I understand the draw of the physical purchase. I dig the appeal of the sleeve notes. I totally get the joy of ownership. But I wonder — how much longer are you going to have to keep making CDs?
I’m not a fan of the CD format. I understand why other people appreciate its convenience, but for me, it’s a bucket in which to carry home the music. Once I get it there, I empty the bucket out into my computer, and then I’m left with a useless receptacle. Mostly, I hand the disc onto someone else, take it down the Oxfam or throw it away.
Let’s think about that bucket metaphor a bit longer. It’s as if there’s a well of music down in the village high street where I collect my music. I draw it up from the well, and take it home to use (actually, I tend not to buy CDs — a point I’ll return to — but for the sake of the analogy, let’s pretend).
Now that so many people have broadband plumbing, the bucket is less important than it once was. You can fill your own buckets (ie: burn your own CDs — see how this metaphor thing works?) to go and do things outside, but when you’re at home, they’re just taking up space.
But a lot of people like the bucket. They’ve invested so much in collecting them, it would be a major drama to switch entirely over to the internal plumbing and the 160GB USB external hot water cylinder.
I was lucky. I moved to the other side of the world a couple of years back, and that made it the perfect time to reappraise my attachment to the physical disc and its annoyingly breakable plastic case. As a matter of necessity, everything was transferred to hard drive and the CDs themselves were dispatched with.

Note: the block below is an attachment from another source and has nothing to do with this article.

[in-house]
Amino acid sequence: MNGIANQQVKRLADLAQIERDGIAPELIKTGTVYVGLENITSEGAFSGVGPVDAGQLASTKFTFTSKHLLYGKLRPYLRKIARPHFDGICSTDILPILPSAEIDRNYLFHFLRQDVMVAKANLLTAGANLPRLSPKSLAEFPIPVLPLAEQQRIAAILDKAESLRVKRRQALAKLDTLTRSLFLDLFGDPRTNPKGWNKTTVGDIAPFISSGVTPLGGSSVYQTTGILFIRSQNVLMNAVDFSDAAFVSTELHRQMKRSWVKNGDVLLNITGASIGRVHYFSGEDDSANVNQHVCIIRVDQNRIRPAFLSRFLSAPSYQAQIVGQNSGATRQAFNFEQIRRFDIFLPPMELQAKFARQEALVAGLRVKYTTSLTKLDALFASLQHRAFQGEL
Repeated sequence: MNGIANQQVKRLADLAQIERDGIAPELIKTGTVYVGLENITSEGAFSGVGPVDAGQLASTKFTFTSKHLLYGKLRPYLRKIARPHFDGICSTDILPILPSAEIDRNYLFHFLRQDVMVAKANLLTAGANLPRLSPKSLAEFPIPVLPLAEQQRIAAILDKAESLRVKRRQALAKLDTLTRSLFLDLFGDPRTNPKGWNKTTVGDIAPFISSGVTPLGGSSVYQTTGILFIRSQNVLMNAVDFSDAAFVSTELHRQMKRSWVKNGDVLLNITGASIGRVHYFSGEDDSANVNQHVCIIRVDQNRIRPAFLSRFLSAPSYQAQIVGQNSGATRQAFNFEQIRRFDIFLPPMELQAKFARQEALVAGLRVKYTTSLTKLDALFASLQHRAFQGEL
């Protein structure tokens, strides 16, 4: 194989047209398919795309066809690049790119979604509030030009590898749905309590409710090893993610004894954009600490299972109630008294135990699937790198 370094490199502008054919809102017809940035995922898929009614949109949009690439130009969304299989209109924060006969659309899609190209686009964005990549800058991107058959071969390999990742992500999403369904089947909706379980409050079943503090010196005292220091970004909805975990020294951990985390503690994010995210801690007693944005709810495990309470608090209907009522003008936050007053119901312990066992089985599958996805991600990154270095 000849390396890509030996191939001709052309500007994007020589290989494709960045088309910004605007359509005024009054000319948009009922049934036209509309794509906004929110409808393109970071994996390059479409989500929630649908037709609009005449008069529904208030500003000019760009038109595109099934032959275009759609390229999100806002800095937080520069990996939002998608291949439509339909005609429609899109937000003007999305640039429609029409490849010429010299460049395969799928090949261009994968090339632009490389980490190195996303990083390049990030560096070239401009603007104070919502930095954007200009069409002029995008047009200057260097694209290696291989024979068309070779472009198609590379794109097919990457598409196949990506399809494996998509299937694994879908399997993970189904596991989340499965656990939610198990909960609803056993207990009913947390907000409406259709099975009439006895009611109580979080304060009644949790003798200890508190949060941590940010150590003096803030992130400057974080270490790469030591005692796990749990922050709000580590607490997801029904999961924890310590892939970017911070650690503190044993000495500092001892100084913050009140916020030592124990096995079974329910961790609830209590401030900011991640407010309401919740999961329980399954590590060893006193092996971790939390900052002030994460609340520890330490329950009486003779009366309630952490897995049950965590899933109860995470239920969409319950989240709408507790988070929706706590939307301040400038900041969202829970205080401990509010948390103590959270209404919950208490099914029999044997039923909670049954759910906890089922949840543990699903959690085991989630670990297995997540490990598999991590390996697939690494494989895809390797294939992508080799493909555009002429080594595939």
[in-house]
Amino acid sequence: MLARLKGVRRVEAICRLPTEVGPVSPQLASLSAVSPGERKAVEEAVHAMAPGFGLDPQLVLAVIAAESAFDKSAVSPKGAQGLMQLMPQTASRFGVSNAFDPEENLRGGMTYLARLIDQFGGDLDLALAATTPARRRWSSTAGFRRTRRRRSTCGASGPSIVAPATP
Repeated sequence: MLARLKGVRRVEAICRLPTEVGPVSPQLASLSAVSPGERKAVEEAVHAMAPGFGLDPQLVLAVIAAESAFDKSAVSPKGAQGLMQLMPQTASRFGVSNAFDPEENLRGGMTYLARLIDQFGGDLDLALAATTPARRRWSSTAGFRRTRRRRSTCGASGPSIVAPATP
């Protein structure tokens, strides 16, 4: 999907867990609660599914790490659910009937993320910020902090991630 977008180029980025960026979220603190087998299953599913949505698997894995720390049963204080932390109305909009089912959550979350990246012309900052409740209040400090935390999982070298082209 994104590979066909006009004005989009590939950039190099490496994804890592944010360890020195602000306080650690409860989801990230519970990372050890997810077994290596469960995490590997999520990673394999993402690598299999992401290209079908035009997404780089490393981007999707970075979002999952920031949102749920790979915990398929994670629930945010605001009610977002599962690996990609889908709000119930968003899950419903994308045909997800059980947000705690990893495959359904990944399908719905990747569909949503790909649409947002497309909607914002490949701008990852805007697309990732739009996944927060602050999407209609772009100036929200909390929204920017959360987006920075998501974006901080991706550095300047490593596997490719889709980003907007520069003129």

I think for most consumers of music media, this will be a longer process. We’re starting to see it happen — as digital downloads increase, sales of CDs decrease — but there is naturally an emotional and conceptual attachment to the physical disc and its packaging.
But interestingly, vinyl is on the upswing. I know I buy vinyl whenever possible, and that’s not just because I’m old and nostalgic, and nor simply because I’m a DJ.
Vinyl is again becoming the format of choice for serious music collection and ‘full focus of attention’ music consumption. The rise in record sales is not being reflected particularly well in the international literature, because counting systems such as Soundscan don’t factor in the smaller independent record stores, where most of the vinyl is being purchased.
In fact, according to this article in the Billings Gazette, a growing number of labels are choosing to release as digital downloads for the general consumer and as vinyl records for the DJ and connoisseur. They’re starting to skip the CD all together.
Some people, though a diminishing amount, still insist on the compact disc as their preferred music entertainment platform, but its popularity is starting to wane in the face of the convenience of downloads and the richness of the physical experience and collectibility of vinyl.
Which, when you translate it back to the water analogy, is like acknowledging that people have plumbing for everyday drinking, washing, cooking and bathing, but sometimes they like to sit down and consume bottled sparkling mineral water.
Pretty much nobody’s using buckets from the well these days.